Updated: Oct 20
As I sat down to write this blog post, I noticed that it’s been 6 months since I’ve written anything, which makes sense because that’s how long my kids were home with me when schools closed back in April 2021. Now that I have my life back, I’d like to share what’s been inspiring me lately when it comes to health and wellness.
What I’m Reading
One of my favourite books right now is Atomic Habits by James Clear. Clear is an expert on creating and breaking habits. When it comes to accomplishing health goals, it all comes down to creating good habits. I’ve noticed when counselling clients lately, that I can provide them with all the healthy recipes, suggest they add more exercise to their day and create time for meal prep, but without a strategy and a plan to create the habit of cooking, exercising and meal prep, it usually doesn’t happen. This book has enriched the counselling sessions with my clients, but is a motivating read for anyone who wants to add better habits to their life!
What I’m Researching
Intermittent Fasting (IF) is all the rage in the health industry right now. I’ll keep it high level because there is a lot on the topic. Basically IF is a method of eating that requires you to fast (avoid anything with calories), and eat for restricted periods of time. Calorie-free liquids like still or sparkling water, black coffee and tea are fine.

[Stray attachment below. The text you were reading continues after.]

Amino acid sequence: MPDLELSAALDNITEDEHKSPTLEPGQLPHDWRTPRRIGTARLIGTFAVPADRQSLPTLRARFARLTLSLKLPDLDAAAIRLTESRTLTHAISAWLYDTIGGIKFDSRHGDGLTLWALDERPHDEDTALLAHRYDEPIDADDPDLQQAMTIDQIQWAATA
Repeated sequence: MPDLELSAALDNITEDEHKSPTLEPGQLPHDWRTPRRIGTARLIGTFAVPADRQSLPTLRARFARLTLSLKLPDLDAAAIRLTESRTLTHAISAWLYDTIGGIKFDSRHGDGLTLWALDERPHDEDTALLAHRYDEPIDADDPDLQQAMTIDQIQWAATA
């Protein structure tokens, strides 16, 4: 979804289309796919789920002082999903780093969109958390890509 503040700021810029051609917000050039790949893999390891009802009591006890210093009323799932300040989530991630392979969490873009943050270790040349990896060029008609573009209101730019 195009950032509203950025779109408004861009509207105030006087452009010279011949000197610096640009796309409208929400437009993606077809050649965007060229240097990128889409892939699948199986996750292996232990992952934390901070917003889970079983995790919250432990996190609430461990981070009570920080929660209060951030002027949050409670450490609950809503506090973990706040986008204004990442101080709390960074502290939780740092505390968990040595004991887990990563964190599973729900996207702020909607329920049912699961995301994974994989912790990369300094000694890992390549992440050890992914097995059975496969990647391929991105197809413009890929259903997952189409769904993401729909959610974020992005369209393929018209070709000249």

There are many health benefits of IF such as: weight loss, improved gut health, better sleep, metabolic benefits, improved blood glucose and insulin levels, neuroprotection, and aids in autophagy (the body’s way of eliminating damaged cells and generating healthy ones). I once heard it described as a way to give your body a break from everything that is involved in eating and digesting food in order to focus its energy elsewhere in the body.
There are many different ways of IF, but the most popular seems to be 16/8, which is fasting for 16 hours and eating for 8 hours. For example, if you finish dinner at 6pm, you would stop eating for the rest of the night, and eat your first bite of food at 10am the next day. Sounds reasonable(ish), but for my busy/working/parent clients who are just trying to keep their head above water, and get a healthy meal on the table; having a strict deadline for dinner on top of it all, can be a lot.